D. Gulley for The Shop Report
If you think TBE is not going for fifty, come on, you’ve got it all wrong man (phrasing loosely based on the aptly titled song “The Denial Twist” by The White Stripes). TBE – the abbreviation of The Best Ever – is another name for Floyd ‘Money’ Mayweather, and like the title of the song suggests, Mayweather and his fans are in absolute denial that he would end his career at 49-0…
TBE is not the Greatest – So Says Mayweather
TBE – The Best Ever – Floyd Mayweather’s self-proclaimed other nickname, was birthed out of necessity to separate himself from The Greatest boxer (arguably) of all time, or our time – Muhammad Ali. The idea of Muhammad Ali’s being considered ‘The Greatest’ is a much about Ali the champion pugilist as it was about Muhammad Ali the man, who parlayed his public persona to raise awareness and influence cultural change like few other sports figures have since (such as Arthur Ashe, Earvin ‘Magic’ Johnson). Ali ‘The Greatest, championed a 56-5 professional record through social injustice the likes of which few modern champions have ever heard of and no other will ever experience. With that in mind, The Best Ever is still distinct because of its focus strictly confined to the sweet science…
The Best Ever calibrates the Compubox the way one would zero out a scale before weighing items. He can’t be hit, and you can’t avoid his hits. Combat sport fans lust for the knockout leaves them dissatisfied with the manner of clean, consistent punches that Mayweather has landed on his competition. The fact that he doesn’t have more knockouts is because he’s realized that going or the knockout – always – makes you vulnerable to defeat. Reference Hugo Ruiz v Julio Ceja or Manny Paquiao’s last fight against Juan Manuel Marquez. In each case, the fighter in danger was the one delivering the damage but could not seal the deal. Mayweather can lay claim to TBE in part because he understands this, therefore he makes sure that each and every punch counts; knockout be damned.
Cherry picking is a sweet science in itself albeit highly unpopular within any major fanbase; and Mayweather fans are huge in number but still smaller than the overall boxing fanbase. The majority hates the idea of cherry picking but being champion should afford one the privilege because the picking was done for them as a challenger. Though cherry-pickers shouldn’t be ridiculed, the equal opportunity champions should deserve extra credit for taking on any and all challengers. Now that Mayweather picked Andre Berto, we see evidence of an eroding fan base given the lukewarm response and anticipation to the upcoming bout, the last of Mayweather’s 6 fight deal with Showtime. But before plummeting the stock of TBE, take a look at the other five fights of the deal: Manny Pacquiao, Marcos Maidana (twice), Canelo Alvarez, and Robert Guerrero. Each of the fighters brought titles to the ring that left with Mayweather. While titles aren’t what they used to be, they still remain a measure of the class of fighter that makes a champion. Looking further back, the bout before the Showtime deal was against one Mr. Miguel Cotto, probably the most challenging fight for Mayweather in the last decade. Cotto surrendered his WBC belt to Mayweather in this fight. By now a trend should be established, Mayweather has beaten more world champions than any fighter on record. So it shouldn’t matter if one is cherry picking the ripest fruit. [full disclosure, in a previous piece I chastised Mayweather on this tactic, I stand slightly corrected now]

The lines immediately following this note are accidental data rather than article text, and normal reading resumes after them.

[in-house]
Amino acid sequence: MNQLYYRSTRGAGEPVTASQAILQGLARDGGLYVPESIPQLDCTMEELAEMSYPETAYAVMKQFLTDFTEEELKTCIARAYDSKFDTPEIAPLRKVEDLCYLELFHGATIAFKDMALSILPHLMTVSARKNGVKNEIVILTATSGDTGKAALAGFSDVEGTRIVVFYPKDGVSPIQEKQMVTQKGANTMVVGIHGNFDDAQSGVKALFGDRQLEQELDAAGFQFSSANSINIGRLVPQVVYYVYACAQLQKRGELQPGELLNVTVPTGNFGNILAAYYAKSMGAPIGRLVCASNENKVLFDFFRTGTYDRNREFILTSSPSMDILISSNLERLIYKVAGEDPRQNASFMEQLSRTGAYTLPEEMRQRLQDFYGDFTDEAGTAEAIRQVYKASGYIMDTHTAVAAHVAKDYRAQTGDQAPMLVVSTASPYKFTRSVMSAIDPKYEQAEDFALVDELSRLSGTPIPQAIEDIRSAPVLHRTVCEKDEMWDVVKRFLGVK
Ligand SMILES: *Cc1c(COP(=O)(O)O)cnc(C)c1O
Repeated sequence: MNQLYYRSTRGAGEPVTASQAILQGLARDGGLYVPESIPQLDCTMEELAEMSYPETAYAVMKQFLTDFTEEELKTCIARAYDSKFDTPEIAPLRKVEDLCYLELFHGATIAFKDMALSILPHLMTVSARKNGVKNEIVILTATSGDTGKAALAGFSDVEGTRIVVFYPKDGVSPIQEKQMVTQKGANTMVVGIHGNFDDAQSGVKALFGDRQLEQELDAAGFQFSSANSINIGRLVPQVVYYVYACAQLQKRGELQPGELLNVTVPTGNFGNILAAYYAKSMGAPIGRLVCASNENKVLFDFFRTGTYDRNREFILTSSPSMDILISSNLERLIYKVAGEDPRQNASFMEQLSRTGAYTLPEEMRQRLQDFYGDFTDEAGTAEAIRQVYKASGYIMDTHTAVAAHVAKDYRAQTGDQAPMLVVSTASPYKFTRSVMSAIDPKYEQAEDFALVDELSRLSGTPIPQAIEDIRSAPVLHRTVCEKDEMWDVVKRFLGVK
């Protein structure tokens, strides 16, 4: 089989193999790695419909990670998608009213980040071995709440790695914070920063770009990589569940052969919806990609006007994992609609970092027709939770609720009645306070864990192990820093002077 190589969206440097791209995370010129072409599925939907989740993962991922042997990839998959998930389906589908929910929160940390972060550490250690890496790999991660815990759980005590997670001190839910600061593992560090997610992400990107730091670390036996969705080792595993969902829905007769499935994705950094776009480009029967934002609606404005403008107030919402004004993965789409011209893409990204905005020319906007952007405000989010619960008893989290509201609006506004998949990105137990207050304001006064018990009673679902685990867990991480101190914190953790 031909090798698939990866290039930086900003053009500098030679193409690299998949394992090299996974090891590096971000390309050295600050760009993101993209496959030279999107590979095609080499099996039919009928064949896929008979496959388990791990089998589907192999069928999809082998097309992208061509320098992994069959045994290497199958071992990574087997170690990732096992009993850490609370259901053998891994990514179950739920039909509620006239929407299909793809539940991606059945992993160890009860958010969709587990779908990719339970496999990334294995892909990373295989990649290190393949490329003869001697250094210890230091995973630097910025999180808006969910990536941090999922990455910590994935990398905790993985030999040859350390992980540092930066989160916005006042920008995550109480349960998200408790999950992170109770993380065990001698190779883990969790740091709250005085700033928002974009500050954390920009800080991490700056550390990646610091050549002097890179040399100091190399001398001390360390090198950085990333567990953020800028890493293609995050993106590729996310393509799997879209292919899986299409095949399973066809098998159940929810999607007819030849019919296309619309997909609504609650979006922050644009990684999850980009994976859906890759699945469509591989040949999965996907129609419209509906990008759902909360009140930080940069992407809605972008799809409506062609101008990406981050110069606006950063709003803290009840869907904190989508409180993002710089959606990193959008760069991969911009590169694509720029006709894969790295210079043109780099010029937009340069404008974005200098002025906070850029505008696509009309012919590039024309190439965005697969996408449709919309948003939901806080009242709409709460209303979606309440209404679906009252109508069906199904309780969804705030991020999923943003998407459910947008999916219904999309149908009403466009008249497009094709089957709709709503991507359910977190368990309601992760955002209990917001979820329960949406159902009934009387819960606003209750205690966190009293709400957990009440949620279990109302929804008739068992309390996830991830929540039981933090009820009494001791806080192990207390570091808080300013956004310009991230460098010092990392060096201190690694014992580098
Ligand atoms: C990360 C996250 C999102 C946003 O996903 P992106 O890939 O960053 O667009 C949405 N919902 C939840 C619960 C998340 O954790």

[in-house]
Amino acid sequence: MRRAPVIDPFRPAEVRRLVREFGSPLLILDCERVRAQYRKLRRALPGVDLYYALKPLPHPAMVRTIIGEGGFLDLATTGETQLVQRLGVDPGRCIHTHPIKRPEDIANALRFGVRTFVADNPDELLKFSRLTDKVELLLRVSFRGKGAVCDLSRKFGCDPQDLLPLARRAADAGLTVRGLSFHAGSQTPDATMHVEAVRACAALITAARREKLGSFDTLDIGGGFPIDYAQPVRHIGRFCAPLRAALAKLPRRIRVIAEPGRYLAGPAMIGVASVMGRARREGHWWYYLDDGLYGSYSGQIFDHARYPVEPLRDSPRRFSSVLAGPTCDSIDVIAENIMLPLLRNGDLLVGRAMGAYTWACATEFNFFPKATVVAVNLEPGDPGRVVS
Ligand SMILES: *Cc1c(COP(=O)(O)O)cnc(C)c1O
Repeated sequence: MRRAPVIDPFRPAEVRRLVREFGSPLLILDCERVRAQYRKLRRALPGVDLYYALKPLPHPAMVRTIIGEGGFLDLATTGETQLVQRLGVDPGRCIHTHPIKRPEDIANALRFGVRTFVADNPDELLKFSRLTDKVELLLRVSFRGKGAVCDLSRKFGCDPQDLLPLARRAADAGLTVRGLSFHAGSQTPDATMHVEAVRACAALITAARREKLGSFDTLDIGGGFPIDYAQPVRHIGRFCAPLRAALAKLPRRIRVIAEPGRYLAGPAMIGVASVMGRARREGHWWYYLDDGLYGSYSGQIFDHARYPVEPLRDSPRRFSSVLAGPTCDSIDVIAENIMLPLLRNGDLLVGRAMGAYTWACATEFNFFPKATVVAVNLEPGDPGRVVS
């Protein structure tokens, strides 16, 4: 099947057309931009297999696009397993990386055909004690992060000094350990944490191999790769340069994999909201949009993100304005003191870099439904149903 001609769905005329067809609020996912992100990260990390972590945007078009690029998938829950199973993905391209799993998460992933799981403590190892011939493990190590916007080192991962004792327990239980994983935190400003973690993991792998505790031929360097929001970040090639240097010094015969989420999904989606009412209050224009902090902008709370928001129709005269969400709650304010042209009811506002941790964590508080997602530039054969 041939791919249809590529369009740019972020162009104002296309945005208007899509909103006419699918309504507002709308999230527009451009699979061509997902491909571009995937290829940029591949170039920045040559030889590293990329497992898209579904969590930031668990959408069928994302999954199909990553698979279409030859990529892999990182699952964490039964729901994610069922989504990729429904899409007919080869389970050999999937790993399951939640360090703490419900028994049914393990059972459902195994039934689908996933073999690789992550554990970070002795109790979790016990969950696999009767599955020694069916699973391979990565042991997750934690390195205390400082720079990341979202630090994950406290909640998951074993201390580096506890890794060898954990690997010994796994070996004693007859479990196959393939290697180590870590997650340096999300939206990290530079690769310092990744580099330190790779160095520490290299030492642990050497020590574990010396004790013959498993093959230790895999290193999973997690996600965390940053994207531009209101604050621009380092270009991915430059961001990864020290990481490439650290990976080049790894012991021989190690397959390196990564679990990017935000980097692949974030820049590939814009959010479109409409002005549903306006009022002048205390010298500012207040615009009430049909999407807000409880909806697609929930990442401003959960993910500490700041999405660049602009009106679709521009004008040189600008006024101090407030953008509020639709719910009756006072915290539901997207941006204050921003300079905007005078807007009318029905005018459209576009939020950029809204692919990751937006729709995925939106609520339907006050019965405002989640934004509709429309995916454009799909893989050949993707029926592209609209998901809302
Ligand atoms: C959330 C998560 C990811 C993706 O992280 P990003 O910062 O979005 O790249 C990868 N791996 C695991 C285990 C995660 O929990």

Rocky Marciano – the OTHER undefeated champion
‘The Brooklyn Blockbuster’ had a professional record of 49-0, including KO’s against Archie Moore, Jersey Joe Walcott, and Joe Louis (though it was the last fight of Louis’ 18 year career). It appears obvious that Rocky Marciano’s record remains in a time and place where undefeated records aren’t hallowed, as it’s not mentioned with Floyd’s undefeated record as much as it could be. But TBE knows it’s there. Assuming a win against Berto, there will be two undefeated champions in history, both Mayweather and Marciano. The effort to separate The Best Ever from ‘The Greatest’, is pointless if the body of work will end up synonymous with another great fighter. It’s not Mayweather like to be similar to anyone, and the difference will come at either a defeat (highly unlikely) or a pair of wins; the first of which may come against Andre Berto on September 12th. Alas, the only way to make Mayweather’s 49-0 different from Marciano’s 49-0 is to make it 50-0. And I certainly look forward to Floyd ‘TBE’ Mayweather separating himself from the other greats in history.